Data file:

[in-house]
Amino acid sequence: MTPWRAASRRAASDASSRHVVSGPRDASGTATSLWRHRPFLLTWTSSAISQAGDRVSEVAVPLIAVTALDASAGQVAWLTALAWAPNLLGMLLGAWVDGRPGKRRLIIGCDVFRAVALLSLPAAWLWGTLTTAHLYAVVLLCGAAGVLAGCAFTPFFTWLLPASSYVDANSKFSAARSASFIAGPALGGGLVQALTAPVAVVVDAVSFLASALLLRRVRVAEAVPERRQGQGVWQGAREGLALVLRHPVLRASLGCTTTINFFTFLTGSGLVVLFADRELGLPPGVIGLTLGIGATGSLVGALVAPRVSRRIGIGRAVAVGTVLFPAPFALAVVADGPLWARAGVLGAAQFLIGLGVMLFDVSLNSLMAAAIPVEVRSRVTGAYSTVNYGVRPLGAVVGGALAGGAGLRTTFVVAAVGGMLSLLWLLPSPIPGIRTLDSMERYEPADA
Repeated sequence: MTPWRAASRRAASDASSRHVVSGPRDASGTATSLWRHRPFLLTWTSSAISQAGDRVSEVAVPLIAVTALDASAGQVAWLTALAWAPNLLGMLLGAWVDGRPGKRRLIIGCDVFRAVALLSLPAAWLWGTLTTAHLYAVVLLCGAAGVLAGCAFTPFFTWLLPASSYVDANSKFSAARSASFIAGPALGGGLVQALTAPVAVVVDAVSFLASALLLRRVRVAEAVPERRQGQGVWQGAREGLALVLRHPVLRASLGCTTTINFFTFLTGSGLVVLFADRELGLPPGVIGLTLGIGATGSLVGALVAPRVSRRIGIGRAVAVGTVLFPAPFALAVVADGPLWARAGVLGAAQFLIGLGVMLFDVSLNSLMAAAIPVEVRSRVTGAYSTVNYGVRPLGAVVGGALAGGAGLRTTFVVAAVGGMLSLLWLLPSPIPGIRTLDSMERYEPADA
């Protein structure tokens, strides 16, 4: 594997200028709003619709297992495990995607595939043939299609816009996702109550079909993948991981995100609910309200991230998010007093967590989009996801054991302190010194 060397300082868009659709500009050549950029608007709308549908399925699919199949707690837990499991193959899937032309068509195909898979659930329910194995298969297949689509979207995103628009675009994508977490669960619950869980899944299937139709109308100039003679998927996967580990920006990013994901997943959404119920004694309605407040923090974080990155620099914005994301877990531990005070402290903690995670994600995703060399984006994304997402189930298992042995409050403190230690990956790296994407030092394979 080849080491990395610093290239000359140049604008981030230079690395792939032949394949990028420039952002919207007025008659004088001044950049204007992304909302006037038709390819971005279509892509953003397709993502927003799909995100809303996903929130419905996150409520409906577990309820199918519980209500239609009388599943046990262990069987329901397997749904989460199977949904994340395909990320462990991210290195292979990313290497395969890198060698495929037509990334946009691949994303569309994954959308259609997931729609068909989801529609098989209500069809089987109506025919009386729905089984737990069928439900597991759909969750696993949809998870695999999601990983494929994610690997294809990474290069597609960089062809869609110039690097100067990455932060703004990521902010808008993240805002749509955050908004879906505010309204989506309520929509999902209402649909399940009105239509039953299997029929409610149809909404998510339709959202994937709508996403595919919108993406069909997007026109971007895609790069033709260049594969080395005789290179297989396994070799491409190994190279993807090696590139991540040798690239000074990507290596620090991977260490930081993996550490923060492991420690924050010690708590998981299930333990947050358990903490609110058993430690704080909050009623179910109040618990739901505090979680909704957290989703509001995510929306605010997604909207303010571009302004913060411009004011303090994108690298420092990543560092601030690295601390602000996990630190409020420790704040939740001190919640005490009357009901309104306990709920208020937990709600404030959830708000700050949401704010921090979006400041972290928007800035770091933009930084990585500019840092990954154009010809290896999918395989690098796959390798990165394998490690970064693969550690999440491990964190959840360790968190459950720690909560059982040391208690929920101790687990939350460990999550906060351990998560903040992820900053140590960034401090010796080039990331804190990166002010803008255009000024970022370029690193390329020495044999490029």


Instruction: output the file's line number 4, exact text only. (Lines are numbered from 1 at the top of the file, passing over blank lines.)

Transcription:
């Protein structure tokens, strides 16, 4: 594997200028709003619709297992495990995607595939043939299609816009996702109550079909993948991981995100609910309200991230998010007093967590989009996801054991302190010194 060397300082868009659709500009050549950029608007709308549908399925699919199949707690837990499991193959899937032309068509195909898979659930329910194995298969297949689509979207995103628009675009994508977490669960619950869980899944299937139709109308100039003679998927996967580990920006990013994901997943959404119920004694309605407040923090974080990155620099914005994301877990531990005070402290903690995670994600995703060399984006994304997402189930298992042995409050403190230690990956790296994407030092394979 080849080491990395610093290239000359140049604008981030230079690395792939032949394949990028420039952002919207007025008659004088001044950049204007992304909302006037038709390819971005279509892509953003397709993502927003799909995100809303996903929130419905996150409520409906577990309820199918519980209500239609009388599943046990262990069987329901397997749904989460199977949904994340395909990320462990991210290195292979990313290497395969890198060698495929037509990334946009691949994303569309994954959308259609997931729609068909989801529609098989209500069809089987109506025919009386729905089984737990069928439900597991759909969750696993949809998870695999999601990983494929994610690997294809990474290069597609960089062809869609110039690097100067990455932060703004990521902010808008993240805002749509955050908004879906505010309204989506309520929509999902209402649909399940009105239509039953299997029929409610149809909404998510339709959202994937709508996403595919919108993406069909997007026109971007895609790069033709260049594969080395005789290179297989396994070799491409190994190279993807090696590139991540040798690239000074990507290596620090991977260490930081993996550490923060492991420690924050010690708590998981299930333990947050358990903490609110058993430690704080909050009623179910109040618990739901505090979680909704957290989703509001995510929306605010997604909207303010571009302004913060411009004011303090994108690298420092990543560092601030690295601390602000996990630190409020420790704040939740001190919640005490009357009901309104306990709920208020937990709600404030959830708000700050949401704010921090979006400041972290928007800035770091933009930084990585500019840092990954154009010809290896999918395989690098796959390798990165394998490690970064693969550690999440491990964190959840360790968190459950720690909560059982040391208690929920101790687990939350460990999550906060351990998560903040992820900053140590960034401090010796080039990331804190990166002010803008255009000024970022370029690193390329020495044999490029």